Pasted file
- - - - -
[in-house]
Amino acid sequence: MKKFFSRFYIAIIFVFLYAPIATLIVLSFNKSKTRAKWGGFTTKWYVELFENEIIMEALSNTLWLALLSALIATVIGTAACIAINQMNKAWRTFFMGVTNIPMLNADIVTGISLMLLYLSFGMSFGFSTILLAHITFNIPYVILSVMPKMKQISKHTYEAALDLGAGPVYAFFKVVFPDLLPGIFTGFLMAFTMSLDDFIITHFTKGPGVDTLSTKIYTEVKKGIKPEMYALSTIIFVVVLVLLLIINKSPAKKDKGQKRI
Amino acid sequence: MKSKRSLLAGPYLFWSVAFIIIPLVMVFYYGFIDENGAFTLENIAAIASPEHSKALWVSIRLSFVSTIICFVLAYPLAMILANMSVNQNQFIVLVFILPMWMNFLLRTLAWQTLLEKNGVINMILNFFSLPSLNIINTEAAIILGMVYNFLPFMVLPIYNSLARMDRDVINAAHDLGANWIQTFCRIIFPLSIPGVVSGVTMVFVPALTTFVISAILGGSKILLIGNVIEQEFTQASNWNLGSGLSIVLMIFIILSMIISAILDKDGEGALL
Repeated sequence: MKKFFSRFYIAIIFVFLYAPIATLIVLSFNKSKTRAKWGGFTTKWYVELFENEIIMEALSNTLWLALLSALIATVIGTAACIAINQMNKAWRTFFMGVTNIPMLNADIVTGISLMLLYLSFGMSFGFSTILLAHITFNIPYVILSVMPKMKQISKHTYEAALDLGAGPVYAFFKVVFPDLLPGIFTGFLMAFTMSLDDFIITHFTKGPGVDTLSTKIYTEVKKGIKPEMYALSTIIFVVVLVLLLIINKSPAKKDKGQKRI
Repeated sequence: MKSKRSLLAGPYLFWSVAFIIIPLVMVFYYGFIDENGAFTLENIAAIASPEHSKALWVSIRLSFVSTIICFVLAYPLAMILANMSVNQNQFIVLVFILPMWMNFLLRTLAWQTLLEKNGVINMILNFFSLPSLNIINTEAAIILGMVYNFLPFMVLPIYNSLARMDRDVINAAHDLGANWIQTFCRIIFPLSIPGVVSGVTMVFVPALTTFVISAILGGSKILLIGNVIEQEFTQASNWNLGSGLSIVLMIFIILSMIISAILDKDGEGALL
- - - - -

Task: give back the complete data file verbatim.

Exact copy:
[in-house]
Amino acid sequence: MKKFFSRFYIAIIFVFLYAPIATLIVLSFNKSKTRAKWGGFTTKWYVELFENEIIMEALSNTLWLALLSALIATVIGTAACIAINQMNKAWRTFFMGVTNIPMLNADIVTGISLMLLYLSFGMSFGFSTILLAHITFNIPYVILSVMPKMKQISKHTYEAALDLGAGPVYAFFKVVFPDLLPGIFTGFLMAFTMSLDDFIITHFTKGPGVDTLSTKIYTEVKKGIKPEMYALSTIIFVVVLVLLLIINKSPAKKDKGQKRI
Amino acid sequence: MKSKRSLLAGPYLFWSVAFIIIPLVMVFYYGFIDENGAFTLENIAAIASPEHSKALWVSIRLSFVSTIICFVLAYPLAMILANMSVNQNQFIVLVFILPMWMNFLLRTLAWQTLLEKNGVINMILNFFSLPSLNIINTEAAIILGMVYNFLPFMVLPIYNSLARMDRDVINAAHDLGANWIQTFCRIIFPLSIPGVVSGVTMVFVPALTTFVISAILGGSKILLIGNVIEQEFTQASNWNLGSGLSIVLMIFIILSMIISAILDKDGEGALL
Repeated sequence: MKKFFSRFYIAIIFVFLYAPIATLIVLSFNKSKTRAKWGGFTTKWYVELFENEIIMEALSNTLWLALLSALIATVIGTAACIAINQMNKAWRTFFMGVTNIPMLNADIVTGISLMLLYLSFGMSFGFSTILLAHITFNIPYVILSVMPKMKQISKHTYEAALDLGAGPVYAFFKVVFPDLLPGIFTGFLMAFTMSLDDFIITHFTKGPGVDTLSTKIYTEVKKGIKPEMYALSTIIFVVVLVLLLIINKSPAKKDKGQKRI
Repeated sequence: MKSKRSLLAGPYLFWSVAFIIIPLVMVFYYGFIDENGAFTLENIAAIASPEHSKALWVSIRLSFVSTIICFVLAYPLAMILANMSVNQNQFIVLVFILPMWMNFLLRTLAWQTLLEKNGVINMILNFFSLPSLNIINTEAAIILGMVYNFLPFMVLPIYNSLARMDRDVINAAHDLGANWIQTFCRIIFPLSIPGVVSGVTMVFVPALTTFVISAILGGSKILLIGNVIEQEFTQASNWNLGSGLSIVLMIFIILSMIISAILDKDGEGALL